John Forbes is a family man who's tired of the 9 to 5 humdrum of his job an insurance company executive. Life gets a little more exciting for him when he calls upon femme fatale Mona ... See full summary »
Joe Sullivan is itching to get out of prison. He's taken the rap for Rick, who owes him $50 Grand. Rick sets up an escape for Joe, knowing that Joe will be caught escaping and be shot or ... See full summary »
The big national crime syndicate has moved into town, partnering up with local crime boss Nick Scanlon. There are only two problems: First, Nick is the violent type, preferring to do things... See full summary »
John Forbes is a family man who's tired of the 9 to 5 humdrum of his job an insurance company executive. Life gets a little more exciting for him when he calls upon femme fatale Mona Stevens. Her boyfriend has embezzled from a store insured by Forbes' company and has showered her with gifts using the loot. Forbes comes to collect the ill-gotten gifts, but the boyfriend is in jail, and Forbes falls hard for Mona and begins an affair. The only problem is that MacDonald, a private dick who freelances for the insurance company, has had his eyes on Mona first. The obsessed MacDonald turns the soon-to-be-released boyfriend against Forbes. Written by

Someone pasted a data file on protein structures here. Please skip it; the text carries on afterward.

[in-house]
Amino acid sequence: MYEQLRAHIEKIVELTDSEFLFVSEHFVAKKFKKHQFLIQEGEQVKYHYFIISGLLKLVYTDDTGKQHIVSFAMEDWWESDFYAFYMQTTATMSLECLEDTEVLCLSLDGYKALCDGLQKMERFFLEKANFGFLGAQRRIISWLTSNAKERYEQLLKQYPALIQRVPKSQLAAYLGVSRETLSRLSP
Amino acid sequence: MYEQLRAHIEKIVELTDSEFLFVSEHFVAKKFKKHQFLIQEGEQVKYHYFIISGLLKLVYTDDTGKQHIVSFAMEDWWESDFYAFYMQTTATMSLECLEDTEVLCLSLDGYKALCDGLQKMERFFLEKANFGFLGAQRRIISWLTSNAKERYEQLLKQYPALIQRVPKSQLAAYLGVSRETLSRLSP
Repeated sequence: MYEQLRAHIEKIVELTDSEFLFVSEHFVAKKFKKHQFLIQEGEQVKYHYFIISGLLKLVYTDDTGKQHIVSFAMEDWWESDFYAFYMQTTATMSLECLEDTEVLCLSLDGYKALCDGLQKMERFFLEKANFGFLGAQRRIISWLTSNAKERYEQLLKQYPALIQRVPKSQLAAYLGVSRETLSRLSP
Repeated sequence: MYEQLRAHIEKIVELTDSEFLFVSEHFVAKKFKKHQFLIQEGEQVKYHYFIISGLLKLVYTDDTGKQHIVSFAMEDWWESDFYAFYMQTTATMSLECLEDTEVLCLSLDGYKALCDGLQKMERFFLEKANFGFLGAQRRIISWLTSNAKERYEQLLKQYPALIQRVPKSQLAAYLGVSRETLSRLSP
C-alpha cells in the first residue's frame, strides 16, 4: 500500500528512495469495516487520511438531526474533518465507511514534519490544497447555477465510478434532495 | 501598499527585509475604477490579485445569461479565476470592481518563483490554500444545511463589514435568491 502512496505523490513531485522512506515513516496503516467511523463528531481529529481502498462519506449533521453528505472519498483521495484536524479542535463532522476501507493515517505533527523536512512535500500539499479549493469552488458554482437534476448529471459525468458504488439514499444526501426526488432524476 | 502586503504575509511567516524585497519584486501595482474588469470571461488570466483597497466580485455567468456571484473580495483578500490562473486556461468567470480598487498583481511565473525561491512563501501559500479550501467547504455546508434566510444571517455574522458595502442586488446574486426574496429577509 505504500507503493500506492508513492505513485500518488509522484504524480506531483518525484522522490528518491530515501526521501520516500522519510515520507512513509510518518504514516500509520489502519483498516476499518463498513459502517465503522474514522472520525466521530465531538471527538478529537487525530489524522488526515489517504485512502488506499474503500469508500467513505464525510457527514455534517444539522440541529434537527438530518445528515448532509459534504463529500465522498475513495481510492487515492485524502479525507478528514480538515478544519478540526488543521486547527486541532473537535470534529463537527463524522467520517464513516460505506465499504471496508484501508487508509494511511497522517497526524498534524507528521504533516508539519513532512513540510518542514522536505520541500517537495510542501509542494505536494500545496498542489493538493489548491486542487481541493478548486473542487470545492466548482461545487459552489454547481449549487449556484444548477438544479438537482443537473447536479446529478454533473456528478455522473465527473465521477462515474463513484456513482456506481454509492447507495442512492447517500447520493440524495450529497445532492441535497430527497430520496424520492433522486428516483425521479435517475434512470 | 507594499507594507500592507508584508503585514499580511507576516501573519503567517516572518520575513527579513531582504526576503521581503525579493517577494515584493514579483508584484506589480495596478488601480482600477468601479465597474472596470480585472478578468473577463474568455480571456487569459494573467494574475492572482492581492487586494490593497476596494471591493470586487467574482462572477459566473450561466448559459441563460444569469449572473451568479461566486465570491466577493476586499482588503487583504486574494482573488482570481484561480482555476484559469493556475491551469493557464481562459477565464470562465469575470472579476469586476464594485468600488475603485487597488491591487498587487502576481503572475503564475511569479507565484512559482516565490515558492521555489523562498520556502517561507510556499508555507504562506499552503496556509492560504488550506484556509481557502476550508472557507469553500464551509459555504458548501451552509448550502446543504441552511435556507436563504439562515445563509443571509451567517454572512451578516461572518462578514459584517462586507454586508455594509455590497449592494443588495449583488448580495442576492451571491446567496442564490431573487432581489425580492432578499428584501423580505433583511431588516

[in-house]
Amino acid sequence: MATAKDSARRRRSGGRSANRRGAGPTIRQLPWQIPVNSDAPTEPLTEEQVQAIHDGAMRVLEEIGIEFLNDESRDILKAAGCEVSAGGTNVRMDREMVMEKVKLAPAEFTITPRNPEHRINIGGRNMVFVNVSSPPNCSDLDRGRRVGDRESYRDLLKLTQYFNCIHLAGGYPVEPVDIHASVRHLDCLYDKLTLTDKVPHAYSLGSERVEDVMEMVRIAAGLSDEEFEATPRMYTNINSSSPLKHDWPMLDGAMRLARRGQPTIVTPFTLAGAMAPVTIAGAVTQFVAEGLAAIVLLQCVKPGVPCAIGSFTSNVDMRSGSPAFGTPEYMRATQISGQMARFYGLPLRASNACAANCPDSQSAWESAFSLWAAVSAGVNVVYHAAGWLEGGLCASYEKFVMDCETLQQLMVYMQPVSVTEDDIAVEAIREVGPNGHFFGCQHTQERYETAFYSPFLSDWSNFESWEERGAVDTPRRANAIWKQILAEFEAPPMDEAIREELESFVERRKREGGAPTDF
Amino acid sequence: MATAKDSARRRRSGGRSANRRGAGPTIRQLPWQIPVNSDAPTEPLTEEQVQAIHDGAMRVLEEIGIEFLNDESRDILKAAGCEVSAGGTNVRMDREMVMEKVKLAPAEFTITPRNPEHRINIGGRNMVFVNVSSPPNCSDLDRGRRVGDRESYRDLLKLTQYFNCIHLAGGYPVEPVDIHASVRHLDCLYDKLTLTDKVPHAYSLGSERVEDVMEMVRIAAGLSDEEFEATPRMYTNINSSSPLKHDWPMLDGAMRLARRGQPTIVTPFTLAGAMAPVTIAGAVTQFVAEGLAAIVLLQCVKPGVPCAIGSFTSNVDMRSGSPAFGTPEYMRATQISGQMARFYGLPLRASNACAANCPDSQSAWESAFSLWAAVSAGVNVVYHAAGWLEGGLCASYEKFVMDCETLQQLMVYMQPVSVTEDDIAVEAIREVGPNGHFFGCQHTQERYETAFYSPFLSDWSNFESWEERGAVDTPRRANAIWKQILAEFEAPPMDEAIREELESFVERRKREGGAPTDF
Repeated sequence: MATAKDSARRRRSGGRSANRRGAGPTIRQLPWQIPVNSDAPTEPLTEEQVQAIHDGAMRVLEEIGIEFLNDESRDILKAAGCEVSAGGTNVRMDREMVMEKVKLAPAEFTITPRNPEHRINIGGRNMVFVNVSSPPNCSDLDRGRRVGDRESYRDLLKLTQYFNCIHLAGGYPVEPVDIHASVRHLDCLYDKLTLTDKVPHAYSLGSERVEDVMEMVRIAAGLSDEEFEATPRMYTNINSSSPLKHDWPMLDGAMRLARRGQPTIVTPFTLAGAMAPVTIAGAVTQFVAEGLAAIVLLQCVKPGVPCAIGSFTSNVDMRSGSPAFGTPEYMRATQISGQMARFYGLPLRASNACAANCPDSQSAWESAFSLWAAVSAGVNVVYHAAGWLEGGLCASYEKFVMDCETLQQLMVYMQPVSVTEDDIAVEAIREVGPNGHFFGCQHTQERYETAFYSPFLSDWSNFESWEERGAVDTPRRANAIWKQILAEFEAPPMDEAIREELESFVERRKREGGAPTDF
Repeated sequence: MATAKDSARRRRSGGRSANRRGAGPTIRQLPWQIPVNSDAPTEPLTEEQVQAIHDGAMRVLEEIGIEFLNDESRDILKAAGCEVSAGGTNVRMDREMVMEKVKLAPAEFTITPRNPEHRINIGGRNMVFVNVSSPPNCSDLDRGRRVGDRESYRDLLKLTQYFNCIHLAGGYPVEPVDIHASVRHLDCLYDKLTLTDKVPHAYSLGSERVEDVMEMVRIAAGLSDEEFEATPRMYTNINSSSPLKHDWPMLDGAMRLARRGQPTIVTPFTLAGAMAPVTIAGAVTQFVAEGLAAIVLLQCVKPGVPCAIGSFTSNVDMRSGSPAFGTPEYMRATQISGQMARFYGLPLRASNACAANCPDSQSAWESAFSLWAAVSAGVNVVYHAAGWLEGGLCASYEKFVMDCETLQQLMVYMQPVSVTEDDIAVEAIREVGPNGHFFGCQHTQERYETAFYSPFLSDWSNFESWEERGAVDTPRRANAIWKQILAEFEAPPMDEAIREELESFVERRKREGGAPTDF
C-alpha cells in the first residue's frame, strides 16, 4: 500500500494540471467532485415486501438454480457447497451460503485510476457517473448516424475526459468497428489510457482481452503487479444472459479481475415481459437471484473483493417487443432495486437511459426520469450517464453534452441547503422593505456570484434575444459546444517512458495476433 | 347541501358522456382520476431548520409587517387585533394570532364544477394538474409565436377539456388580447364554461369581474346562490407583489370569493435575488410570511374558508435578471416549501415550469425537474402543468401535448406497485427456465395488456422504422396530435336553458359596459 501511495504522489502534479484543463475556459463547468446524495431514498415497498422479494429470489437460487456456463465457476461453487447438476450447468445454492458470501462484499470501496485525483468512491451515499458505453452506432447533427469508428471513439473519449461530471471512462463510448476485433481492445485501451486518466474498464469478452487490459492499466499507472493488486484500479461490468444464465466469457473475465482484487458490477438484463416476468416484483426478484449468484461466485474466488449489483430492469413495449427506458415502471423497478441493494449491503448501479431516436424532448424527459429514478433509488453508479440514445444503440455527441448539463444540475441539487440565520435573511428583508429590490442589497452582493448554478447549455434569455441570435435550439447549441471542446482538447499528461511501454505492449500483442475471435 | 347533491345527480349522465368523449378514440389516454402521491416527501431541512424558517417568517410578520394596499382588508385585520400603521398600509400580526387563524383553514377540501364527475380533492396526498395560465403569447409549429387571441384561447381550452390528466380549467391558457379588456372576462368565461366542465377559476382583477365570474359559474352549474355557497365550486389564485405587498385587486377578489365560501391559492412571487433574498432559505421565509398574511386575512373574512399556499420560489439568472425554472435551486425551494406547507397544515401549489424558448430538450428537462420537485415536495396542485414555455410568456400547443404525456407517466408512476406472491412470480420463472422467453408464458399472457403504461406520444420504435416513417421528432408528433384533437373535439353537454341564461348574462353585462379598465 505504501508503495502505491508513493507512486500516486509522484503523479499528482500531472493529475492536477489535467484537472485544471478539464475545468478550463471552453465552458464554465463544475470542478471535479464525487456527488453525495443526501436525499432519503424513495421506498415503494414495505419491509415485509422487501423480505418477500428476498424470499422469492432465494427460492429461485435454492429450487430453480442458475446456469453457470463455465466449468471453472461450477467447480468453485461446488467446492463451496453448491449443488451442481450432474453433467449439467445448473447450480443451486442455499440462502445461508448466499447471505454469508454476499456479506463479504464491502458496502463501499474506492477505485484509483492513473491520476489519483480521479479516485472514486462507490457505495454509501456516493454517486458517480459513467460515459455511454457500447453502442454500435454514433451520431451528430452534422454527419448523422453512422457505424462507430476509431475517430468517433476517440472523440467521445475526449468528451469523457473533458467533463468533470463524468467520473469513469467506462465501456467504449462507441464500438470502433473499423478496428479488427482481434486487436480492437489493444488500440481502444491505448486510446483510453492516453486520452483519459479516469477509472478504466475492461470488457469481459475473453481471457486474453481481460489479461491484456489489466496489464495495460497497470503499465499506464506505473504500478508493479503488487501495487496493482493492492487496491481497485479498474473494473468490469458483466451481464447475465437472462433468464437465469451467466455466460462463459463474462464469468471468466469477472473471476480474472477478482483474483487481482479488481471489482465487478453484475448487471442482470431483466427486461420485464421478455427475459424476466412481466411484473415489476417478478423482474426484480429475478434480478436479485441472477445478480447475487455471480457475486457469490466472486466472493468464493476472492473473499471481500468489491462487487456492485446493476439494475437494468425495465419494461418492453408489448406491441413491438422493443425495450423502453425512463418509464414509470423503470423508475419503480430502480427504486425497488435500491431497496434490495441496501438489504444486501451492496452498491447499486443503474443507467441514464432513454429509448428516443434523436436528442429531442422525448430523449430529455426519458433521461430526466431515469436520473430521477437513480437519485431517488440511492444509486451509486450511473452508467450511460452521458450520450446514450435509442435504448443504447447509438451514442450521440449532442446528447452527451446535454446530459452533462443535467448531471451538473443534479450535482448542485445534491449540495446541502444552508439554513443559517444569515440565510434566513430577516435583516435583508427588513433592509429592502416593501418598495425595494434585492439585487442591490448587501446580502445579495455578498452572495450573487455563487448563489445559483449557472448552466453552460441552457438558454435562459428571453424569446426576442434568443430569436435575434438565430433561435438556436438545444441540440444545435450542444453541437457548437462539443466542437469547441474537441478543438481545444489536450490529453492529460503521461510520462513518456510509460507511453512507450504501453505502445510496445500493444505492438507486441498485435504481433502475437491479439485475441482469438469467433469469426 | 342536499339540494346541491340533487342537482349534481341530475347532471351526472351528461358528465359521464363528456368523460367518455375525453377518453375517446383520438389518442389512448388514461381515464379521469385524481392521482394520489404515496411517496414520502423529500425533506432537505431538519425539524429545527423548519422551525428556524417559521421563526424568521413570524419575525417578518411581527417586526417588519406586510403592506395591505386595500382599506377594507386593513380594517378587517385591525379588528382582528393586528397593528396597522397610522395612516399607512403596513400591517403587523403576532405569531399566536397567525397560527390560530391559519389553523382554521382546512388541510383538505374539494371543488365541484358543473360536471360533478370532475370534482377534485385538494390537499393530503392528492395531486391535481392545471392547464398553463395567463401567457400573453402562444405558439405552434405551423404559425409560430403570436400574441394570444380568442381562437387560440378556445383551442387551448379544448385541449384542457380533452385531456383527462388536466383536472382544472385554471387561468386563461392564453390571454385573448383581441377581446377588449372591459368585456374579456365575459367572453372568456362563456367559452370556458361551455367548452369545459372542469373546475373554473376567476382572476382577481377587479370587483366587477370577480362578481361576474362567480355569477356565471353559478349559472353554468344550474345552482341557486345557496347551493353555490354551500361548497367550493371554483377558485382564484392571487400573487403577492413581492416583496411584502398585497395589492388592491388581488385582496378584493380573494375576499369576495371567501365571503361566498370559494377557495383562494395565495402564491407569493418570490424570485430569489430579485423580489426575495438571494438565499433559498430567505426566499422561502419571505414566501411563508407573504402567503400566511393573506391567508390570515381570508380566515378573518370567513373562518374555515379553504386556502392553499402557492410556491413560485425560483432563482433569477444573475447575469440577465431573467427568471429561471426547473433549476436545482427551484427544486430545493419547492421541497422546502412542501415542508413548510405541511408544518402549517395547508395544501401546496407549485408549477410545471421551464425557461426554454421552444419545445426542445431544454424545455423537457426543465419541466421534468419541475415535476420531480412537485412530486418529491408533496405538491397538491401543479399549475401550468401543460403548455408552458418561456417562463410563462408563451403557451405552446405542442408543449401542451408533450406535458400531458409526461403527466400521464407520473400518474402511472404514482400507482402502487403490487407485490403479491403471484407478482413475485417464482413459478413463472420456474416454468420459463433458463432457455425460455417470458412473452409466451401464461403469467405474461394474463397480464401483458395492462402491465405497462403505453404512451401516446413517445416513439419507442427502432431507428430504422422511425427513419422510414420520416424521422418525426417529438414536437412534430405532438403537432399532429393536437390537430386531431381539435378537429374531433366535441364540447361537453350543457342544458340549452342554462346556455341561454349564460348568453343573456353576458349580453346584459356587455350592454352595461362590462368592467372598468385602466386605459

Martin Lewison <email@example.com>
This is an all-around great noir film, as well as a very chilling anticipation of the sterlingness of the coming 50's ethos of home and fidelity at any price. Dick Powell gives a great performance as a man so tired of life and full of malaise that he can hardly stumble through his days as an insurance adjuster and "loving" father . Raymond Burr is the antithesis of his later Perry Mason (or the good-hearted Paul Drake) as a creepy detective stalking the low-rent Lizabeth Scott. And Jane Wyatt is (unintentionally?) the scariest of them all as Powells' homemaking wife. (After her son has a nightmare, she blames his comic books - and takes them away to be burned!) Pitfall is a fine example of the type of noir film that explores not the criminal underworld but the hidden pain and loneliness of the "everyman".
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